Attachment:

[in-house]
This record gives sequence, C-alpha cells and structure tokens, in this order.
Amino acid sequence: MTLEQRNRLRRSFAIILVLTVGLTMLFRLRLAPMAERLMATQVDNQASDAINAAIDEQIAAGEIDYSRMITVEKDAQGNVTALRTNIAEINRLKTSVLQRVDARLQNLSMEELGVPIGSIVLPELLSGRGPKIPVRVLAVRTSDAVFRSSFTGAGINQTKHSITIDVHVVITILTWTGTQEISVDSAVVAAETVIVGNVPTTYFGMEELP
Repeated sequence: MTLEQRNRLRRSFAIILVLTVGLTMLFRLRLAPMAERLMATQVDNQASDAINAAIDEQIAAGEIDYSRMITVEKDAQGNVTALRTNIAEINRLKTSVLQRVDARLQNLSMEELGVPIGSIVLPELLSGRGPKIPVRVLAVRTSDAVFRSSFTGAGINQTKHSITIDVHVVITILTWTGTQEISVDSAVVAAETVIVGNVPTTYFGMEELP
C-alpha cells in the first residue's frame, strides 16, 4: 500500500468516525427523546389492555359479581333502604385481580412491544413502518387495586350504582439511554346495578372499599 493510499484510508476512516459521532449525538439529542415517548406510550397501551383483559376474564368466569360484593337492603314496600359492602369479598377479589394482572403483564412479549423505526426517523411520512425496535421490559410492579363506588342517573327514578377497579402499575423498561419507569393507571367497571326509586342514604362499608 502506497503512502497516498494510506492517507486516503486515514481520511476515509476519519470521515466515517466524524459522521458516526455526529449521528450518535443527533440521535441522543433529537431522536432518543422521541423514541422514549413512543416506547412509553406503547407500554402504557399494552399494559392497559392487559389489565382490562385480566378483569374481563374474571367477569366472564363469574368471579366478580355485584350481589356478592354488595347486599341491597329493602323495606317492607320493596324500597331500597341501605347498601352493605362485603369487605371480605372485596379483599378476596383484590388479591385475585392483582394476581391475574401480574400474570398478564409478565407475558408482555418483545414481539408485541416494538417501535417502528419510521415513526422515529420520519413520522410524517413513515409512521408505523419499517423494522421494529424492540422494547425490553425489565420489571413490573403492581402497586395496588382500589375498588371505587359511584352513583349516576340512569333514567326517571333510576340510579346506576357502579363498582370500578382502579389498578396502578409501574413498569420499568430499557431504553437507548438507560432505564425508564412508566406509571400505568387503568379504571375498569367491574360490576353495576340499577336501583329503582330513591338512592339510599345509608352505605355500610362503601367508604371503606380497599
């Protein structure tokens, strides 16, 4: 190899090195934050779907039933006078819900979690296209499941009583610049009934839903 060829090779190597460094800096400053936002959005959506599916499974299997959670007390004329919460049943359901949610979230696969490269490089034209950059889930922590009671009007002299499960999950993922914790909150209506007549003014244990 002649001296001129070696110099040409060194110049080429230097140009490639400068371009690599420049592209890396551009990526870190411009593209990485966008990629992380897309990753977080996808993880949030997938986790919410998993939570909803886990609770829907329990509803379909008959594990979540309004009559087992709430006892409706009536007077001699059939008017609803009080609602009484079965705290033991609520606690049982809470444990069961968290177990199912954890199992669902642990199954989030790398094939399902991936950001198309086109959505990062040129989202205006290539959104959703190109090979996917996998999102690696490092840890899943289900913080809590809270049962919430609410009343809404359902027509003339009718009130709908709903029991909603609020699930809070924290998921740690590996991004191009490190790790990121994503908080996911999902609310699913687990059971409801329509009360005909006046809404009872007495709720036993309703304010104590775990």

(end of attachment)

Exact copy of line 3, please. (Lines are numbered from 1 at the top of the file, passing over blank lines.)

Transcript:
Amino acid sequence: MTLEQRNRLRRSFAIILVLTVGLTMLFRLRLAPMAERLMATQVDNQASDAINAAIDEQIAAGEIDYSRMITVEKDAQGNVTALRTNIAEINRLKTSVLQRVDARLQNLSMEELGVPIGSIVLPELLSGRGPKIPVRVLAVRTSDAVFRSSFTGAGINQTKHSITIDVHVVITILTWTGTQEISVDSAVVAAETVIVGNVPTTYFGMEELP